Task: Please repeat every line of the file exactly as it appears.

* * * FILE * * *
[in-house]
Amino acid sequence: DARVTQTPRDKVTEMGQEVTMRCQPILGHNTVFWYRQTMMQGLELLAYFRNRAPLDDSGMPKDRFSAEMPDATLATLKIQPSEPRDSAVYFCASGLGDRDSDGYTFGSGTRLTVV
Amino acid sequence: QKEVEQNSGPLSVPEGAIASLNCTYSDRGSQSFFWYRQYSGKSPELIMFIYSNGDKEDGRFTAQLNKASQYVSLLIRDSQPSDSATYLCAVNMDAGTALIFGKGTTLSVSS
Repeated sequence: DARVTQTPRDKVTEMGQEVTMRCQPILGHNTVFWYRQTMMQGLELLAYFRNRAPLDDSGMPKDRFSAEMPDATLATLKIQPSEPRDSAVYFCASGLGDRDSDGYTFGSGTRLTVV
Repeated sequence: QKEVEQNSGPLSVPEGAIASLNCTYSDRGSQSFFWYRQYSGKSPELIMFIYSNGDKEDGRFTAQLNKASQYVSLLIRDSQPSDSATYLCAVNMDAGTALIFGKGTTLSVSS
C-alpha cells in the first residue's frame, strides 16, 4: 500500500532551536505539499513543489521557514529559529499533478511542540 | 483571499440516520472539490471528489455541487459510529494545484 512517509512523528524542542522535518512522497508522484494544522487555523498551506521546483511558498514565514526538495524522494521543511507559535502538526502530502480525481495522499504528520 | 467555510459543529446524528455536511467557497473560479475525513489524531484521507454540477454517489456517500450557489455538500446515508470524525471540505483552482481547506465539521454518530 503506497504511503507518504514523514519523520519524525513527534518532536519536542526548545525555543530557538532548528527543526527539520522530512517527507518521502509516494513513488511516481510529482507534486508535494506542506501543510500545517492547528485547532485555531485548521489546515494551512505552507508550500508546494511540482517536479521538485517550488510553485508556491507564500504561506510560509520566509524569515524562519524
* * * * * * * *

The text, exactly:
[in-house]
Amino acid sequence: DARVTQTPRDKVTEMGQEVTMRCQPILGHNTVFWYRQTMMQGLELLAYFRNRAPLDDSGMPKDRFSAEMPDATLATLKIQPSEPRDSAVYFCASGLGDRDSDGYTFGSGTRLTVV
Amino acid sequence: QKEVEQNSGPLSVPEGAIASLNCTYSDRGSQSFFWYRQYSGKSPELIMFIYSNGDKEDGRFTAQLNKASQYVSLLIRDSQPSDSATYLCAVNMDAGTALIFGKGTTLSVSS
Repeated sequence: DARVTQTPRDKVTEMGQEVTMRCQPILGHNTVFWYRQTMMQGLELLAYFRNRAPLDDSGMPKDRFSAEMPDATLATLKIQPSEPRDSAVYFCASGLGDRDSDGYTFGSGTRLTVV
Repeated sequence: QKEVEQNSGPLSVPEGAIASLNCTYSDRGSQSFFWYRQYSGKSPELIMFIYSNGDKEDGRFTAQLNKASQYVSLLIRDSQPSDSATYLCAVNMDAGTALIFGKGTTLSVSS
C-alpha cells in the first residue's frame, strides 16, 4: 500500500532551536505539499513543489521557514529559529499533478511542540 | 483571499440516520472539490471528489455541487459510529494545484 512517509512523528524542542522535518512522497508522484494544522487555523498551506521546483511558498514565514526538495524522494521543511507559535502538526502530502480525481495522499504528520 | 467555510459543529446524528455536511467557497473560479475525513489524531484521507454540477454517489456517500450557489455538500446515508470524525471540505483552482481547506465539521454518530 503506497504511503507518504514523514519523520519524525513527534518532536519536542526548545525555543530557538532548528527543526527539520522530512517527507518521502509516494513513488511516481510529482507534486508535494506542506501543510500545517492547528485547532485555531485548521489546515494551512505552507508550500508546494511540482517536479521538485517550488510553485508556491507564500504561506510560509520566509524569515524562519524